Have you ever taken a shot (usually outdoors) where part of the image was exposed correctly and another part was under/overexposed?
We all have.
For me, the most common scenario where this happens is outdoor or landscape photography. And the most common culprits are an overexposed sky and/or an underexposed foreground or land element.
A black cliff or rocks next to a bright sky? Forget it.
There are quite a lot of scenarios where this pops up as a problem. Usually a very dark element and a very light element of an image can cause problems for the range of a camera sensor.
There are many common examples. The facade of a building with the sun behind it. Black rocks on a beach. A backlit hill. You see this all the time on photography forums and the like. And it can be a tough nut to crack and it is very frustrating for a lot of beginners.
So how do you combat isolated exposure issues?
There are several ways.
For me, primarily I try to use filters. Specifically Neutral Density Graduated filters where half of the filter is clear and half darkens an area (usually the overexposed part – the sky).
It’s the landscape photographer’s secret weapon, probably second only to a tripod.
So, about ND Grads…
The top of the line Lee filters cost a lot. And I have a set. There are also very respectable ND Grads made by Nisi, Cokin, Formatt-Hitech and a handful of others. (If you’re in the market and aren’t sure which to buy, head over to Flickr and do a search by each maker – you will see the style of image each tends to produce).
But if I am honest, a cruddy $5 no-name ND Grad that I bought off eBay out of China years ago is still my favourite. It was the first one I ever bought and it was a bit of an experiment.
It is terrible. Colour casts. Flares. It’s so random that I actually love shooting with it. And a couple of the images I have taken with it have actually been used in publications so I am guessing at least a few editors tend to like the effects too.
Hell, the Flickr editors made this image their Flickr Explore Photo of the day back when I uploaded it so that crappy $5 ND Grad filter seems to bat above its average.
So don’t be afraid to experiment with ND Grads. Even the bad ones can be a lot of fun.
Other Ways to Fix Isolated Exposure Problems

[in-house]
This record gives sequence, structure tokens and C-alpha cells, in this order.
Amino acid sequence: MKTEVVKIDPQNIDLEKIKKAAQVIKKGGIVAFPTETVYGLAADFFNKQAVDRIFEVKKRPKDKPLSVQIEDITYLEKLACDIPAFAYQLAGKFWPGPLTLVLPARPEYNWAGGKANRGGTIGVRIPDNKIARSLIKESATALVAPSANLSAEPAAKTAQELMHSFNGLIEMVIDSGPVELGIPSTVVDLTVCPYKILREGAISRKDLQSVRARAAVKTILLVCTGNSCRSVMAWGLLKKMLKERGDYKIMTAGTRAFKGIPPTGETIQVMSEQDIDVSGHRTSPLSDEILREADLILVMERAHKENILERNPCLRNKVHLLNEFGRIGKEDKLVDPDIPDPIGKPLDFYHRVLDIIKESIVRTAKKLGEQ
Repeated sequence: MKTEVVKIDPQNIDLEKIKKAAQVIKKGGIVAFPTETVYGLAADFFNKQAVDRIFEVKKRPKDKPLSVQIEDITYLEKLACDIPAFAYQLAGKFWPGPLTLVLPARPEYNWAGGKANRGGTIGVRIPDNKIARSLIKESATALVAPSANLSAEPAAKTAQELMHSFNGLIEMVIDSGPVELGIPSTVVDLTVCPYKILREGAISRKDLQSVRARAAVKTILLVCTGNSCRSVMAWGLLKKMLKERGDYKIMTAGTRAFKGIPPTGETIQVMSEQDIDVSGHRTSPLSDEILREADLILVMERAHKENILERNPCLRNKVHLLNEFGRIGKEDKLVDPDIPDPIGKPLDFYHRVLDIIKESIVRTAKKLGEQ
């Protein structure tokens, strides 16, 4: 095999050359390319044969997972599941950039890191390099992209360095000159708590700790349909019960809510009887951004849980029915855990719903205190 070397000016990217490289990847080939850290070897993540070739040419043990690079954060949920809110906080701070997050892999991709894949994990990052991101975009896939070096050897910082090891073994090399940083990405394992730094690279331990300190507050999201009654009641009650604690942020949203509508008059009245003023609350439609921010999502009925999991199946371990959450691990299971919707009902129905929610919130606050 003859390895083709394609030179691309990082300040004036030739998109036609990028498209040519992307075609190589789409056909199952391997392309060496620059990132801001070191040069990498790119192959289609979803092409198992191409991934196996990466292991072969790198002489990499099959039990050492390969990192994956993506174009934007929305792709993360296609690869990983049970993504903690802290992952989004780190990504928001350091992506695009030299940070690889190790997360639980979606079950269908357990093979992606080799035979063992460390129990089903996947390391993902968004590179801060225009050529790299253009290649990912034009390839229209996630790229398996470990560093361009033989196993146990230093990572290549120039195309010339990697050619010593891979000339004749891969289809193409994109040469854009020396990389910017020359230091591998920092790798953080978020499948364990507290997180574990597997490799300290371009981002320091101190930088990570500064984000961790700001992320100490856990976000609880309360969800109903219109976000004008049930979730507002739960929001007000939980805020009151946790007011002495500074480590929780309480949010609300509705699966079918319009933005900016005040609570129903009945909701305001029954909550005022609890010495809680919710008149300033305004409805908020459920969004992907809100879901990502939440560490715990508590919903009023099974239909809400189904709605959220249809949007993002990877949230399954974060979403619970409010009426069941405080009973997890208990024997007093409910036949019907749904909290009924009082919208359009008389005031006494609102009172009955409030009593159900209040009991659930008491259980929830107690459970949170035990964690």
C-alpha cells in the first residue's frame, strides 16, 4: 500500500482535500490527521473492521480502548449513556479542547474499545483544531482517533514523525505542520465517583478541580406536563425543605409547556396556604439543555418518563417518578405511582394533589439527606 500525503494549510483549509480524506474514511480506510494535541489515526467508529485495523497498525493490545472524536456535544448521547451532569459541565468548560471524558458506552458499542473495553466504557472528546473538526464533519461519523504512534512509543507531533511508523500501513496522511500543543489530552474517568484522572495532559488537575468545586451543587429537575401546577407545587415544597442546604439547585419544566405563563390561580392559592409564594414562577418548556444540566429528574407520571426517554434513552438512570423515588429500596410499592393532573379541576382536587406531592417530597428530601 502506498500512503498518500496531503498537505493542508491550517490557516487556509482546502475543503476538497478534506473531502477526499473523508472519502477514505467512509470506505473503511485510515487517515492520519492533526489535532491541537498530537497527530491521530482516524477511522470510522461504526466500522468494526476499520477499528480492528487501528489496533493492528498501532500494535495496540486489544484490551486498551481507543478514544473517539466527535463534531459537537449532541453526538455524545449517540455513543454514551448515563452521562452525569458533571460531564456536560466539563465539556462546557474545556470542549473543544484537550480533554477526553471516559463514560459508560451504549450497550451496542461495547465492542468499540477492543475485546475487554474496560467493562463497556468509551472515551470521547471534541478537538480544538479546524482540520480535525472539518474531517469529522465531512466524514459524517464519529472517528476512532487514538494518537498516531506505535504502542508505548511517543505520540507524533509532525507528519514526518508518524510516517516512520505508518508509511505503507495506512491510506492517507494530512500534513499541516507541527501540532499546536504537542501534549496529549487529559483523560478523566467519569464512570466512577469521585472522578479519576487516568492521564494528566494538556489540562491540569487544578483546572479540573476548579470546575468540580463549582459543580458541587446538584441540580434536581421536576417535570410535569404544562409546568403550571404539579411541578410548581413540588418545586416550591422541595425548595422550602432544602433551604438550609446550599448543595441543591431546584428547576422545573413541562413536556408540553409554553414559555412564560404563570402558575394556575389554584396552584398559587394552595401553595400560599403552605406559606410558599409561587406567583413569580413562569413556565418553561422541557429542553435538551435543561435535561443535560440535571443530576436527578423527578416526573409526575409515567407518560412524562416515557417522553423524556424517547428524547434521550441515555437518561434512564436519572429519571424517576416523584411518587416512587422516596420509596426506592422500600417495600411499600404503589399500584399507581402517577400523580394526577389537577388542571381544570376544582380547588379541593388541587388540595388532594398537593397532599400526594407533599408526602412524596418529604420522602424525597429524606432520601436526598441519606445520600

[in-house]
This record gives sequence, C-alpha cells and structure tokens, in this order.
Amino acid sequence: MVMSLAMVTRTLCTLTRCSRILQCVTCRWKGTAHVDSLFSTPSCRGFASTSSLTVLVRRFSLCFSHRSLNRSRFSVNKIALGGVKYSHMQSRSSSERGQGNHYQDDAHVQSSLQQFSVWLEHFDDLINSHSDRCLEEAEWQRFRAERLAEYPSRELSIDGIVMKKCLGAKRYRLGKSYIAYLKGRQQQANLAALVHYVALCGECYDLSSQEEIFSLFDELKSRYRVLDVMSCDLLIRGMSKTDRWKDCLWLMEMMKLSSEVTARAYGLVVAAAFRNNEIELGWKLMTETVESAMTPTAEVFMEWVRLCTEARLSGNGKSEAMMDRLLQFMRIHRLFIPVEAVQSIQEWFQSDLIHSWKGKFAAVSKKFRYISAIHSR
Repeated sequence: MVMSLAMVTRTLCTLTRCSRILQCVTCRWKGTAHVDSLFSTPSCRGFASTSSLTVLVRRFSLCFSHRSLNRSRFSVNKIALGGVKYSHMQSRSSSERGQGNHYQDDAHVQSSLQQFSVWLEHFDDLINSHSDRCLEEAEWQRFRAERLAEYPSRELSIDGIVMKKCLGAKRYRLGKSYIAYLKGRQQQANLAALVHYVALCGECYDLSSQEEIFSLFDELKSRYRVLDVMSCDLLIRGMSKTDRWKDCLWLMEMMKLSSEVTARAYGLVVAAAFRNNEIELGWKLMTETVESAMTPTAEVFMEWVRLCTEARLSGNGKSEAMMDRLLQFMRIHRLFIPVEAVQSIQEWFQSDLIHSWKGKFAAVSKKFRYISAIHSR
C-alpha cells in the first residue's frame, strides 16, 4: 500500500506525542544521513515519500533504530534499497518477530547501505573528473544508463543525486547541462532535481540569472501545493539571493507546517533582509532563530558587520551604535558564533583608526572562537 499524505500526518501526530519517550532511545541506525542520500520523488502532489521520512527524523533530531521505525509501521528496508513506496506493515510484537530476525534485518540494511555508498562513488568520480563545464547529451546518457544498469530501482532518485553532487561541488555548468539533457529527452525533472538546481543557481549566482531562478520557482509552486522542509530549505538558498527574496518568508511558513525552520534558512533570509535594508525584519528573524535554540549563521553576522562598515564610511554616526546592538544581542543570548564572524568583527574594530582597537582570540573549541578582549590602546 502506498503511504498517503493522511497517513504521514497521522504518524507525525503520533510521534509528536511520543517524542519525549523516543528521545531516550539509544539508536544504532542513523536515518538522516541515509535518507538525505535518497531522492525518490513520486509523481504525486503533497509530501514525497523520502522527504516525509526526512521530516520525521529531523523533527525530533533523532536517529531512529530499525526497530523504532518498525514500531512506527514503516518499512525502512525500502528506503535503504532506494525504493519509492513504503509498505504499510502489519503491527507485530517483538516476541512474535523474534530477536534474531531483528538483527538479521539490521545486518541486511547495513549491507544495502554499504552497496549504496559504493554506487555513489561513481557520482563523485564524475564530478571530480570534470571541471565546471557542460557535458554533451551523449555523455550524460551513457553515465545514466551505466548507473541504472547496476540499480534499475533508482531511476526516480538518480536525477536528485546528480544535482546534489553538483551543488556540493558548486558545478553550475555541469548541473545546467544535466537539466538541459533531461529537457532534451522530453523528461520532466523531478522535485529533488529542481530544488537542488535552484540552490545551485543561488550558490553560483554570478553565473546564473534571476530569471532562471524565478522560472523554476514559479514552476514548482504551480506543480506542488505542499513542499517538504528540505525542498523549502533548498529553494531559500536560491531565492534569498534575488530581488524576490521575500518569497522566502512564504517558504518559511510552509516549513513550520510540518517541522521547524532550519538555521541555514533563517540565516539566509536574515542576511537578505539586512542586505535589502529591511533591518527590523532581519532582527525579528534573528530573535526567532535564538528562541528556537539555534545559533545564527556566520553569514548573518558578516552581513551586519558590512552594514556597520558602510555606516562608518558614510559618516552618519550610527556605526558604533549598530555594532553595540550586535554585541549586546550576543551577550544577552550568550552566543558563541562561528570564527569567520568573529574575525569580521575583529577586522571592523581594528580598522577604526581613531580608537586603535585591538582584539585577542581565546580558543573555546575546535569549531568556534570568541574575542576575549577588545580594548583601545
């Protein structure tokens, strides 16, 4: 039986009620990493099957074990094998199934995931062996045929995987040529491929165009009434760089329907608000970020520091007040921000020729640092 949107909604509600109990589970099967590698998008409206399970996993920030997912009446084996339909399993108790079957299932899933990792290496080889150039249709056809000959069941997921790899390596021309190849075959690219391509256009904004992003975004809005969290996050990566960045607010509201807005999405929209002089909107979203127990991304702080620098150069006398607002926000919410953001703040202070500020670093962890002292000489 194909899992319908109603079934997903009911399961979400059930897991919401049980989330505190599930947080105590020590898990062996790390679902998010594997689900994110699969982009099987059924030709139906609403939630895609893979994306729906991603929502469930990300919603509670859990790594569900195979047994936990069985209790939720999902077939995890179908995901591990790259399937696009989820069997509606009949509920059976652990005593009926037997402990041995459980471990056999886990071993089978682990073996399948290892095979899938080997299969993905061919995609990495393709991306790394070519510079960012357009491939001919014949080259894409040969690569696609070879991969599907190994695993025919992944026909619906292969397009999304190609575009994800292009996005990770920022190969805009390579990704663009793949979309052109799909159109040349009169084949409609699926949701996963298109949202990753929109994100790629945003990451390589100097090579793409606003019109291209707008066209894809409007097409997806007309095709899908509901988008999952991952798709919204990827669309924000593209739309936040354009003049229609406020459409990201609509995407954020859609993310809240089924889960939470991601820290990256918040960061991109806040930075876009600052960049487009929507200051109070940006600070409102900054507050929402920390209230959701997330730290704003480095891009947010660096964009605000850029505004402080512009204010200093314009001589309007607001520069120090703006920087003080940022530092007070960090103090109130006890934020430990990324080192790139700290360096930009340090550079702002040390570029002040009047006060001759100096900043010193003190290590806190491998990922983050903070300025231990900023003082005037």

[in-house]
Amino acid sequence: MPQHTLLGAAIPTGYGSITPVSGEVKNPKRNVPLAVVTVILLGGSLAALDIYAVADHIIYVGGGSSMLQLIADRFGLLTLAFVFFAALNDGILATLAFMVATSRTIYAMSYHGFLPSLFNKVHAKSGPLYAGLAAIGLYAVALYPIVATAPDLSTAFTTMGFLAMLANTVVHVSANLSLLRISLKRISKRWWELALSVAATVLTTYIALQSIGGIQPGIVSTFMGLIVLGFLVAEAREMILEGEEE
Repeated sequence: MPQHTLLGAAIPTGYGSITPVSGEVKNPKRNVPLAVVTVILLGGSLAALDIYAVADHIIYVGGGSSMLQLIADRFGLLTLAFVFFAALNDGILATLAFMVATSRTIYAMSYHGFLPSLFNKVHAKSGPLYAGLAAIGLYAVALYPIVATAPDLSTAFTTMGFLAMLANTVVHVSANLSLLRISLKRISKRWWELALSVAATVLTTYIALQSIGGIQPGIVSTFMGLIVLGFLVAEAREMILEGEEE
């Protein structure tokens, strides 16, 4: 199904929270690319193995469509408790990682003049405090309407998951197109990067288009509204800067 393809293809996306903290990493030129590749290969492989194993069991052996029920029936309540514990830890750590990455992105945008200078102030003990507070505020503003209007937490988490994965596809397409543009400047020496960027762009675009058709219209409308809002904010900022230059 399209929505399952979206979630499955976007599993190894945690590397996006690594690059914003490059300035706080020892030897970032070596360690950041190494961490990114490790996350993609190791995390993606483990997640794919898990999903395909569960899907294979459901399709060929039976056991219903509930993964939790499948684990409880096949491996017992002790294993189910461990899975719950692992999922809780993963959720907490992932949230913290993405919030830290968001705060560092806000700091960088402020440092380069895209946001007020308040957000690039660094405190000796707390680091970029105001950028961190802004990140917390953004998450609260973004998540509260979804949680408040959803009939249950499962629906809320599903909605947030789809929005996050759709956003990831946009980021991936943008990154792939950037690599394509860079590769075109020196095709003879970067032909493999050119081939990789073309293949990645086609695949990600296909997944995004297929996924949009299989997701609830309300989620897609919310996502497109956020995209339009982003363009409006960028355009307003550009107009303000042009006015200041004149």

Of course, there are several other ways to fix isolated exposure problems other than filters. And you should work towards knowing all of them.
Exposure stacking is quite a popular way. That is where you take several shots of the same scene at different exposures (changing only the shutter speed) and then combine those images in post production. There is a solid tutorial on that over at Picture Correct.
HDR – The same exposure stacking technique can also be used for High Dynamic Range images. Now, HDR can be used for good as well as evil so you might want to consider how extreme you make the effect. We have a HDR landscape tutorial here if you’re interested.
Masking – Perhaps the most effective way is to mask an area in post production and adjust the exposure for just that part of the image. In fact, that is probably the most used solution for adjusting isolated exposure problems. The simplest way is to drag a graduated mask changing the exposure slider in Lightroom (which again, is probably the most common type of masking done). But masking goes a lot deeper and more complicated than that too.
In terms of the most useful skills to learn to master isolated exposure problems, probably the most universally applicable (because, unlike ND Grads, it can be used in any genre of photography or problematic exposure situation) is masking in post production.
But masking is a huge topic on its own – if you want to dive fully into it, take a look at Kent DuFault’s masking guide which is probably about the best instruction on it at the moment.
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